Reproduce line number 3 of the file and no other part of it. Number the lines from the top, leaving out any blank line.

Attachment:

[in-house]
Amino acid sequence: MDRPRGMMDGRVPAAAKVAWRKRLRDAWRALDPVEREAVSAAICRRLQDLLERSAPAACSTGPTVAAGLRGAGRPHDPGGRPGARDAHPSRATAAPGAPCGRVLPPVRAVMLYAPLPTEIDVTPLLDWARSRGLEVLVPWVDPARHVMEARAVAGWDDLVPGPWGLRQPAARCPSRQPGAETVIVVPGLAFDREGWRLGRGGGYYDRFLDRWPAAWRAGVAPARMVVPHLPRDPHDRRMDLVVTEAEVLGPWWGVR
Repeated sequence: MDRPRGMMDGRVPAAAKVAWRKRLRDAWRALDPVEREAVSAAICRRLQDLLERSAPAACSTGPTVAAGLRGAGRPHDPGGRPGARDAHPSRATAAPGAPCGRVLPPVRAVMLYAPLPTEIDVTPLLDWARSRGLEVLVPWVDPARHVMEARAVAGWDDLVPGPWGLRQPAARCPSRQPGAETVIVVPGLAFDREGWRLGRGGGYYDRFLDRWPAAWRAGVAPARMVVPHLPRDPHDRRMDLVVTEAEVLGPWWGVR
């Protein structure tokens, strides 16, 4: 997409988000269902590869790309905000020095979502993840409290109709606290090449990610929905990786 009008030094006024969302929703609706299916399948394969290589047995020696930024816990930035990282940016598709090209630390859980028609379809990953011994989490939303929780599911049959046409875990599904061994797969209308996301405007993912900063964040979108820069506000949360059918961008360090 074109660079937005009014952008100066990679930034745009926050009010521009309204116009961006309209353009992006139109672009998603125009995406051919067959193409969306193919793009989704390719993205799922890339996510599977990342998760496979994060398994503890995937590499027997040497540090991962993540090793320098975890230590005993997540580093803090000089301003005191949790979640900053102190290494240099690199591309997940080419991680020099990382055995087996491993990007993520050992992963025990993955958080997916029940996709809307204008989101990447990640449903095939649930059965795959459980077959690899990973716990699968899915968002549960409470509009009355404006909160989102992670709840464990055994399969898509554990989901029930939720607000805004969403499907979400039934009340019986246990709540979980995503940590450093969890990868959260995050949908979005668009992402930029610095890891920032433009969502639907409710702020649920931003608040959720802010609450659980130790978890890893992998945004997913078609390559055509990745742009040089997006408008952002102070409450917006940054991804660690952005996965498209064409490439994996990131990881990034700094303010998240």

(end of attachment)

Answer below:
Repeated sequence: MDRPRGMMDGRVPAAAKVAWRKRLRDAWRALDPVEREAVSAAICRRLQDLLERSAPAACSTGPTVAAGLRGAGRPHDPGGRPGARDAHPSRATAAPGAPCGRVLPPVRAVMLYAPLPTEIDVTPLLDWARSRGLEVLVPWVDPARHVMEARAVAGWDDLVPGPWGLRQPAARCPSRQPGAETVIVVPGLAFDREGWRLGRGGGYYDRFLDRWPAAWRAGVAPARMVVPHLPRDPHDRRMDLVVTEAEVLGPWWGVR